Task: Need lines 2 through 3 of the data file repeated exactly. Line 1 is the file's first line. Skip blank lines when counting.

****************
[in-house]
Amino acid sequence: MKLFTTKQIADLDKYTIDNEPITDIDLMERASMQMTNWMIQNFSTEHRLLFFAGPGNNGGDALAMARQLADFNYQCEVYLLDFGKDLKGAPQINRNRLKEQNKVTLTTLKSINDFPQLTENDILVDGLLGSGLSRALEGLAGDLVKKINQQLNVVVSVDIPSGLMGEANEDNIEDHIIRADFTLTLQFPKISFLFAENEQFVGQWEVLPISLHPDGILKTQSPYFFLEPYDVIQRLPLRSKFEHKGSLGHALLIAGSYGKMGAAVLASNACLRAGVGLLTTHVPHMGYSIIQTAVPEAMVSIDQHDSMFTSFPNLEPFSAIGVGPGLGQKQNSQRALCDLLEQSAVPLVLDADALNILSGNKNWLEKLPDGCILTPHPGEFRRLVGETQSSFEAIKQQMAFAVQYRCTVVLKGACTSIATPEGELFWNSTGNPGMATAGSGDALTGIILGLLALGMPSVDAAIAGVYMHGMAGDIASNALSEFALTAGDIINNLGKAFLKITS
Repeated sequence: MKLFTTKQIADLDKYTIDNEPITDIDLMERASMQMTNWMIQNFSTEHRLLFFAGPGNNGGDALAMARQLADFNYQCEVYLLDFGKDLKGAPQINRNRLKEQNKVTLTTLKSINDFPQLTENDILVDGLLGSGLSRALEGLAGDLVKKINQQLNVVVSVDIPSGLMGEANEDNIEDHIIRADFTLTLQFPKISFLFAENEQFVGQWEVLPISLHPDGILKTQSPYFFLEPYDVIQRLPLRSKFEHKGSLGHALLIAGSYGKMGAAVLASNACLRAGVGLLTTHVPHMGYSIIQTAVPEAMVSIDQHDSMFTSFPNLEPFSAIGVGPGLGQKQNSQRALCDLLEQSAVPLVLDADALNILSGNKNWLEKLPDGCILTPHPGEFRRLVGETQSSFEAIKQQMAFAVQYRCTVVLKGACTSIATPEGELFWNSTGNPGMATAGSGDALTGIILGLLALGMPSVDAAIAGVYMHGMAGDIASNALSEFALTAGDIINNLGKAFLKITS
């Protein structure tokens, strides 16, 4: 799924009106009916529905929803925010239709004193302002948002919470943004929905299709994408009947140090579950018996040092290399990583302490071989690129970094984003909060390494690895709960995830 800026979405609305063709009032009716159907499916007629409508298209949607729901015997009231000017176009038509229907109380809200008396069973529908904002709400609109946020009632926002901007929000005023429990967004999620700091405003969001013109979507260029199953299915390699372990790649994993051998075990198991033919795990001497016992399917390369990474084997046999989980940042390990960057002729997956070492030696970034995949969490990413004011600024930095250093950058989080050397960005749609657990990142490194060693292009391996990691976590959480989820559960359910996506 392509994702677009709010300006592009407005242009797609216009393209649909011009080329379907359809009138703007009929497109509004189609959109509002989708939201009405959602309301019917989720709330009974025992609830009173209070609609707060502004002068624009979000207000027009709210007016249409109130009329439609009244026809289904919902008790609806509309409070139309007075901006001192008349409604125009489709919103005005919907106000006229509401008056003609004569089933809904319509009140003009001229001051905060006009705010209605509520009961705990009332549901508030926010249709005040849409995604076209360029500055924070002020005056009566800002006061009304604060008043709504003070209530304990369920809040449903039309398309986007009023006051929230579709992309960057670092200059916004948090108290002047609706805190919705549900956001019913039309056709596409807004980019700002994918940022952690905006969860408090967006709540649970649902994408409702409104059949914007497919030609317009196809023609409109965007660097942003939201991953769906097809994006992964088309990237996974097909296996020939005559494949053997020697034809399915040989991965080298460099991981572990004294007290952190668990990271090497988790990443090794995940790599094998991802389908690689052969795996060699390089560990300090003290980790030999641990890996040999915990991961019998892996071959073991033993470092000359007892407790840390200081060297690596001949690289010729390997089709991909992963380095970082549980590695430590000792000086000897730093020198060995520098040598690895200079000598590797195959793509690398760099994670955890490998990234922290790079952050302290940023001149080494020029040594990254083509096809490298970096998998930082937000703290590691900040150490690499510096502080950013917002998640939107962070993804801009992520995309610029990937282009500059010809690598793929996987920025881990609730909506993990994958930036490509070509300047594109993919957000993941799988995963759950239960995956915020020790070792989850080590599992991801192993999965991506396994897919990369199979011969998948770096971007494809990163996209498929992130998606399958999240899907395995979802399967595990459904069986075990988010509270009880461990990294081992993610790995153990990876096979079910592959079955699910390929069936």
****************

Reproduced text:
Amino acid sequence: MKLFTTKQIADLDKYTIDNEPITDIDLMERASMQMTNWMIQNFSTEHRLLFFAGPGNNGGDALAMARQLADFNYQCEVYLLDFGKDLKGAPQINRNRLKEQNKVTLTTLKSINDFPQLTENDILVDGLLGSGLSRALEGLAGDLVKKINQQLNVVVSVDIPSGLMGEANEDNIEDHIIRADFTLTLQFPKISFLFAENEQFVGQWEVLPISLHPDGILKTQSPYFFLEPYDVIQRLPLRSKFEHKGSLGHALLIAGSYGKMGAAVLASNACLRAGVGLLTTHVPHMGYSIIQTAVPEAMVSIDQHDSMFTSFPNLEPFSAIGVGPGLGQKQNSQRALCDLLEQSAVPLVLDADALNILSGNKNWLEKLPDGCILTPHPGEFRRLVGETQSSFEAIKQQMAFAVQYRCTVVLKGACTSIATPEGELFWNSTGNPGMATAGSGDALTGIILGLLALGMPSVDAAIAGVYMHGMAGDIASNALSEFALTAGDIINNLGKAFLKITS
Repeated sequence: MKLFTTKQIADLDKYTIDNEPITDIDLMERASMQMTNWMIQNFSTEHRLLFFAGPGNNGGDALAMARQLADFNYQCEVYLLDFGKDLKGAPQINRNRLKEQNKVTLTTLKSINDFPQLTENDILVDGLLGSGLSRALEGLAGDLVKKINQQLNVVVSVDIPSGLMGEANEDNIEDHIIRADFTLTLQFPKISFLFAENEQFVGQWEVLPISLHPDGILKTQSPYFFLEPYDVIQRLPLRSKFEHKGSLGHALLIAGSYGKMGAAVLASNACLRAGVGLLTTHVPHMGYSIIQTAVPEAMVSIDQHDSMFTSFPNLEPFSAIGVGPGLGQKQNSQRALCDLLEQSAVPLVLDADALNILSGNKNWLEKLPDGCILTPHPGEFRRLVGETQSSFEAIKQQMAFAVQYRCTVVLKGACTSIATPEGELFWNSTGNPGMATAGSGDALTGIILGLLALGMPSVDAAIAGVYMHGMAGDIASNALSEFALTAGDIINNLGKAFLKITS